Archive for the ‘Krugman’s Blog’ Category

Krugman’s blog, 5/23/16

May 24, 2016

There was one post yesterday, “The Truth About the Sanders Movement:”

In short, it’s complicated – not all bad, by any means, but not the pure uprising of idealists the more enthusiastic supporters imagine.

The political scientists Christopher Achen and Larry Bartels have an illuminating discussion of Sanders support. The key graf that will probably have Berniebros boiling is this:

Yet commentators who have been ready and willing to attribute Donald Trump’s success to anger, authoritarianism, or racism rather than policy issues have taken little note of the extent to which Mr. Sanders’s support is concentrated not among liberal ideologues but among disaffected white men.

The point is not to demonize, but, if you like, to de-angelize. Like any political movement (including the Democratic Party, which is, yes, a coalition of interest groups) Sandersism has been an assemblage of people with a variety of motives, not all of them pretty. Here’s a short list based on my own encounters:

1.Genuine idealists: For sure, quite a few Sanders supporters dream of a better society, and for whatever reason – maybe just because they’re very young – are ready to dismiss practical arguments about why all their dreams can’t be accomplished in a day.

2.Romantics: This kind of idealism shades over into something that’s less about changing society than about the fun and ego gratification of being part of The Movement. (Those of us who were students in the 60s and early 70s very much recognize the type.) For a while there – especially for those who didn’t understand delegate math – it felt like a wonderful joy ride, the scrappy young on the march about to overthrow the villainous old. But there’s a thin line between love and hate: when reality began to set in, all too many romantics reacted by descending into bitterness, with angry claims that they were being cheated.

3.Purists: A somewhat different strand in the movement, also familiar to those of us of a certain age, consists of those for whom political activism is less about achieving things and more about striking a personal pose. They are the pure, the unsullied, who reject the corruptions of this world and all those even slightly tainted – which means anyone who actually has gotten anything done. Quite a few Sanders surrogates were Naderites in 2000; the results of that venture don’t bother them, because it was never really about results, only about affirming personal identity.

4.CDS victims: Quite a few Sanders supporters are mainly Clinton-haters, deep in the grip of Clinton Derangement Syndrome; they know that Hillary is corrupt and evil, because that’s what they hear all the time; they don’t realize that the reason it’s what they hear all the time is that right-wing billionaires have spent more than two decades promoting that message. Sanders has gotten a number of votes from conservative Democrats who are voting against her, not for him, and for sure there are liberal supporters who have absorbed the same message, even if they don’t watch Fox News.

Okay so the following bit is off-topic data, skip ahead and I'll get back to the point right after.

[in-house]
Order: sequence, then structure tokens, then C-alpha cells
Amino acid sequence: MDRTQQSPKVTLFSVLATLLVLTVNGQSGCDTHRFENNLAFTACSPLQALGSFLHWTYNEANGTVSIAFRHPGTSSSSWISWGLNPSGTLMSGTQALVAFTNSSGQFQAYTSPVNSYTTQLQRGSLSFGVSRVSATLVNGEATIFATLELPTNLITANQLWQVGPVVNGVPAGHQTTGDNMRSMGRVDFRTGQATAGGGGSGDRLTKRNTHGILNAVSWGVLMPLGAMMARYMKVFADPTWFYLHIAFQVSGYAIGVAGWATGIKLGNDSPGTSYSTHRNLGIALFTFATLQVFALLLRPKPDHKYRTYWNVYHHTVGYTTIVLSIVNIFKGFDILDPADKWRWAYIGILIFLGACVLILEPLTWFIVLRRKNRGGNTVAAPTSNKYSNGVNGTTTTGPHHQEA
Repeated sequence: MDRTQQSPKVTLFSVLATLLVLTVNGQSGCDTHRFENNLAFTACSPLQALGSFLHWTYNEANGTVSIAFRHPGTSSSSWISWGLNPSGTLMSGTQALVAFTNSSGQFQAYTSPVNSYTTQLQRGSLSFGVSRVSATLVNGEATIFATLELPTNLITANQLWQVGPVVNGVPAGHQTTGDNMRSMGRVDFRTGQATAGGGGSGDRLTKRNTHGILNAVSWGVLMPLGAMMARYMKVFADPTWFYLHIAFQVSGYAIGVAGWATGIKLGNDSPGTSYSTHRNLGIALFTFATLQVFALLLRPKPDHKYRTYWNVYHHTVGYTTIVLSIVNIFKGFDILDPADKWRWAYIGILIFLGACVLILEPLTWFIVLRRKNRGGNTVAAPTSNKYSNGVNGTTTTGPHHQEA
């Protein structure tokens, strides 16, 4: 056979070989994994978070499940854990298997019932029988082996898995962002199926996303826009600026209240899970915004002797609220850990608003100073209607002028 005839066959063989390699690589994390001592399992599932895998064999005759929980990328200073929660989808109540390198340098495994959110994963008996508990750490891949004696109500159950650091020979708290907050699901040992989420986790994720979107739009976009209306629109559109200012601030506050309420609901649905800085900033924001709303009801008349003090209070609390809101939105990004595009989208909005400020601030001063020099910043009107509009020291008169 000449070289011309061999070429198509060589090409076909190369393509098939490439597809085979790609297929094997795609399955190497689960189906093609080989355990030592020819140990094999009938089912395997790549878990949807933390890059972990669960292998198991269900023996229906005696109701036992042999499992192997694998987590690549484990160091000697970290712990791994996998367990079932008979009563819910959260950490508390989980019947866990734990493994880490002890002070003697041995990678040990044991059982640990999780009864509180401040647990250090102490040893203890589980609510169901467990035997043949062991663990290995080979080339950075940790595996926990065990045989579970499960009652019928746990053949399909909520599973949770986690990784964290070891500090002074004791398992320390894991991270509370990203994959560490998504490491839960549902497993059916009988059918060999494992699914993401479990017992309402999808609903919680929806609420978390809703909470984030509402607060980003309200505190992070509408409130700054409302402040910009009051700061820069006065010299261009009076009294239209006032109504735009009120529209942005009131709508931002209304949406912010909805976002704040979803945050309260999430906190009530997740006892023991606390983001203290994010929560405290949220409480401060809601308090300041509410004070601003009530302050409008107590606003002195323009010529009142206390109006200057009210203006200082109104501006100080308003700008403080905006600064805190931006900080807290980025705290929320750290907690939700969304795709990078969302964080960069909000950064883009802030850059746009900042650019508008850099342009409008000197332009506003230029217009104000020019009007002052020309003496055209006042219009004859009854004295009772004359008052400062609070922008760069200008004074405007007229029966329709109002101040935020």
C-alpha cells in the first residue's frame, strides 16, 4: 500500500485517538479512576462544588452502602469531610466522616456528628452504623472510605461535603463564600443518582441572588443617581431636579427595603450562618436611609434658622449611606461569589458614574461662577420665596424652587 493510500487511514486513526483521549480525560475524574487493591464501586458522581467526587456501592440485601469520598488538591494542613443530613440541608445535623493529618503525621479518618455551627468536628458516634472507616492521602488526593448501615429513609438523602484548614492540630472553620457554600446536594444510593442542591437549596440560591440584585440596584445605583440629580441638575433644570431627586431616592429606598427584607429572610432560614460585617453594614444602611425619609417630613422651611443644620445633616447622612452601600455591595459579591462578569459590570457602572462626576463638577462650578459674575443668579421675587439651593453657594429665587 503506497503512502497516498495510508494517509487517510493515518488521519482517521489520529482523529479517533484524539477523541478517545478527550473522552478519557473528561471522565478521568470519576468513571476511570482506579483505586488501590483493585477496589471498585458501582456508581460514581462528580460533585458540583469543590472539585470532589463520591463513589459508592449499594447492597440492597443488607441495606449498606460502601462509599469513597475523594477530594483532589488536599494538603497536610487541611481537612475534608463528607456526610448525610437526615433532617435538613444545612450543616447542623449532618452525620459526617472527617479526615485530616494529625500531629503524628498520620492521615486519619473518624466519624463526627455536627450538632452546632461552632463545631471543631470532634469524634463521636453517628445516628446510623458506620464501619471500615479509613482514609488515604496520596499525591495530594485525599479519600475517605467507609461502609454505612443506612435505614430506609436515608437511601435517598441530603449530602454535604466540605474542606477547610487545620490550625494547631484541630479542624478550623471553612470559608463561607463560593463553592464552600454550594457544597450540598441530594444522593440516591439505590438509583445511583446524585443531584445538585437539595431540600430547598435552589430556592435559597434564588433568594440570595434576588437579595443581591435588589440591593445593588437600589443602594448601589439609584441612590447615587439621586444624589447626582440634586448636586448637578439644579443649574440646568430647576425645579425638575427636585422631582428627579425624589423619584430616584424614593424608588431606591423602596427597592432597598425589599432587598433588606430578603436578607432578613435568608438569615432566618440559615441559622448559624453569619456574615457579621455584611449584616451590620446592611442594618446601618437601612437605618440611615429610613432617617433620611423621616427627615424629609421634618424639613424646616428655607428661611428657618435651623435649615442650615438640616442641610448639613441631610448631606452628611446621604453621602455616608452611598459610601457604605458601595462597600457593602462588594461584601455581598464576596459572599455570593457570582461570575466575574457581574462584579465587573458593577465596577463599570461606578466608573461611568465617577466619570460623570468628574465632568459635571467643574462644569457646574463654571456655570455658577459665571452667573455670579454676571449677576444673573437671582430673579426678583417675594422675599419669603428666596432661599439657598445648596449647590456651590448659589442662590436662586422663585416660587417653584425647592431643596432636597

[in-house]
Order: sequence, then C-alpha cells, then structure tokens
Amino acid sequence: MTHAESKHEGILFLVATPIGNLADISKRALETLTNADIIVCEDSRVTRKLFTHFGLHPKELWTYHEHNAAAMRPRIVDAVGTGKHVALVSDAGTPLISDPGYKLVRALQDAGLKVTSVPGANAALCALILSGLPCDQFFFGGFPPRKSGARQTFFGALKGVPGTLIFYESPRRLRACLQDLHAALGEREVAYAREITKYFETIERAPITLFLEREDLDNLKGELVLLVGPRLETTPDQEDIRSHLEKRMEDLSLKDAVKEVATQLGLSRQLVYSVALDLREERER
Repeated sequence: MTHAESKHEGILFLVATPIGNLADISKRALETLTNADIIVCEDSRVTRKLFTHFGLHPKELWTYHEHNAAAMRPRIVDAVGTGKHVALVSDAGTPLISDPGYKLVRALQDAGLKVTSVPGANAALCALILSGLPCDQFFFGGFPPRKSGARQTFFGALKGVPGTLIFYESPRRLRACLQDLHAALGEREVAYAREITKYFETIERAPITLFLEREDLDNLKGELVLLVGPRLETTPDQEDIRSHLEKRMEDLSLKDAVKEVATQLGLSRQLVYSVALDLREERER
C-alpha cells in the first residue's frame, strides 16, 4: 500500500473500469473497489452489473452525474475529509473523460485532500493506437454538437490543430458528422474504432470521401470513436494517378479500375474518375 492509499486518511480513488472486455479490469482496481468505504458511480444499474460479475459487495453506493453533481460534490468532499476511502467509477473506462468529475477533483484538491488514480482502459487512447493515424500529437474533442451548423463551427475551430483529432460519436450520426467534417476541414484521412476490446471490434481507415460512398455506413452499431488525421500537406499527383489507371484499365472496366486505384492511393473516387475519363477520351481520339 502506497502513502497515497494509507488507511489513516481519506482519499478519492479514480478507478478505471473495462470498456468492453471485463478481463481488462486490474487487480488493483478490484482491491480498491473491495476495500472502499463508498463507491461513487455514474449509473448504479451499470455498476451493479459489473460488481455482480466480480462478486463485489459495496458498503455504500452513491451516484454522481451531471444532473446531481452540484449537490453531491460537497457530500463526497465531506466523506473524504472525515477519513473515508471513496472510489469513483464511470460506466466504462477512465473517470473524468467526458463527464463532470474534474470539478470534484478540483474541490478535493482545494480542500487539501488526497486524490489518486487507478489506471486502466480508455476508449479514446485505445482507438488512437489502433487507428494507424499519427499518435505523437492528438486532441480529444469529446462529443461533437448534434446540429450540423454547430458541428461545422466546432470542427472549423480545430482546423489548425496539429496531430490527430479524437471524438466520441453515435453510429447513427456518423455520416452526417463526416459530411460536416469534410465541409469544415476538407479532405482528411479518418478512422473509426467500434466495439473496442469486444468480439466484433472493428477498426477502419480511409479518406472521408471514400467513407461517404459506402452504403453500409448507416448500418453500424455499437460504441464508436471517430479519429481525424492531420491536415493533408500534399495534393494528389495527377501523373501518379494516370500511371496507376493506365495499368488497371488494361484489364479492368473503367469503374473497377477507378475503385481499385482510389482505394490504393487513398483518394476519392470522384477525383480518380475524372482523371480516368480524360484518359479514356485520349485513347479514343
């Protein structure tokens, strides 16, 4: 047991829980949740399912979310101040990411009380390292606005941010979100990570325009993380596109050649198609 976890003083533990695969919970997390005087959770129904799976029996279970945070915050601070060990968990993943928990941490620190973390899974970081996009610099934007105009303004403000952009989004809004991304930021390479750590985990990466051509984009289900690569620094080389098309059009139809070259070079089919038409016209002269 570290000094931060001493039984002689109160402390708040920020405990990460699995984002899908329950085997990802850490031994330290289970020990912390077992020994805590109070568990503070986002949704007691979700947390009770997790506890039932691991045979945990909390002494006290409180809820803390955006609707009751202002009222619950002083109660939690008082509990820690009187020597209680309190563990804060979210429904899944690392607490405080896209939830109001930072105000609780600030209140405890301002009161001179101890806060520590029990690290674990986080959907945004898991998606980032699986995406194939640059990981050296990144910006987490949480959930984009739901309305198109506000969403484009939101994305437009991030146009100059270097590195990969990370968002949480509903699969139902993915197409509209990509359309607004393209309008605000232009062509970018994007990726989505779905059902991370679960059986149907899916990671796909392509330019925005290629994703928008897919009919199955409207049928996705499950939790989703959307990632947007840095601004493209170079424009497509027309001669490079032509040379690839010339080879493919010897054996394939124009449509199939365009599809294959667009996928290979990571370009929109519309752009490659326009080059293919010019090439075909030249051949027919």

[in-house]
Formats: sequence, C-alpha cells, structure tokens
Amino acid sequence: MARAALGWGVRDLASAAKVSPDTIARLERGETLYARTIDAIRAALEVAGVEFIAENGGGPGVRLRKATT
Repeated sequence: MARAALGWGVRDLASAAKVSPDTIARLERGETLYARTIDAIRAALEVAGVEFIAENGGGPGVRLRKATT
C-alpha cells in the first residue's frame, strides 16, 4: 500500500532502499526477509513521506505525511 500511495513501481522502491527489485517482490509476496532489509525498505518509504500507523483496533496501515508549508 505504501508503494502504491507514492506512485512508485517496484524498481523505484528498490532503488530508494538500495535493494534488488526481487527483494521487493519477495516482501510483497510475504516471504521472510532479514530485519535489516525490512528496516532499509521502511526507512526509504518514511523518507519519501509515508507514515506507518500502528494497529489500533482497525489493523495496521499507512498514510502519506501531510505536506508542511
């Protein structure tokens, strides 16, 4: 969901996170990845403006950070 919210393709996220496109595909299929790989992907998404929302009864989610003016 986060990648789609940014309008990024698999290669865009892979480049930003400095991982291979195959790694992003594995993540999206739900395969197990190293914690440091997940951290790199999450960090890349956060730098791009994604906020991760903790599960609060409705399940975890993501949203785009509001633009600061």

5.Salon des Refuses: This is a small group in number, but accounts for a lot of the pro-Sanders commentary, and is of course something I see a lot. What I’m talking about here are policy intellectuals who have for whatever reason been excluded from the inner circles of the Democratic establishment, and saw Sanders as their ticket to the big time. They typically hold heterodox views, but those views don’t have much to do with the campaign – sorry, capital theory disputes from half a century ago aren’t relevant to the debate over health reform. What matters is their outsider status, which gives them an interest in backing an outsider candidate – and makes them reluctant to accept it when that candidate is no longer helping the progressive cause.

So how will this coalition of the not-always disinterested break once it’s over? The genuine idealists will probably realize that whatever their dreams, Trump would be a nightmare. Purists and CDSers won’t back Clinton, but they were never going to anyway. My guess is that disgruntled policy intellectuals will, in the end, generally back Clinton.

The question, as I see it, involves the romantics. How many will give in to their bitterness? A lot may depend on Sanders – and whether he himself is one of those embittered romantics, unable to move on.

Krugman’s blog, 5/16/16

May 17, 2016

There was one post yesterday, “The GOP Is Not America, Clinton Is Not Rubio:”

Greg Sargent interviews Hillary’s chief strategist about the coming general election, and finds him dismissive of claims that Donald Trump can repeat his march through the Republican primary. You never know — but it does seem obvious, except to the political pundits completely flabbergasted by Trump’s rise, that the general election is going to be a very different story. For the truth is that Trump’s Republican rivals fought with both hands tied behind their backs, and that just won’t happen from here on in.

Greg summarizes the case very well, but let me do it a bit differently. Think about Trump’s obvious weaknesses, why Republicans couldn’t exploit them, but why Democrats can.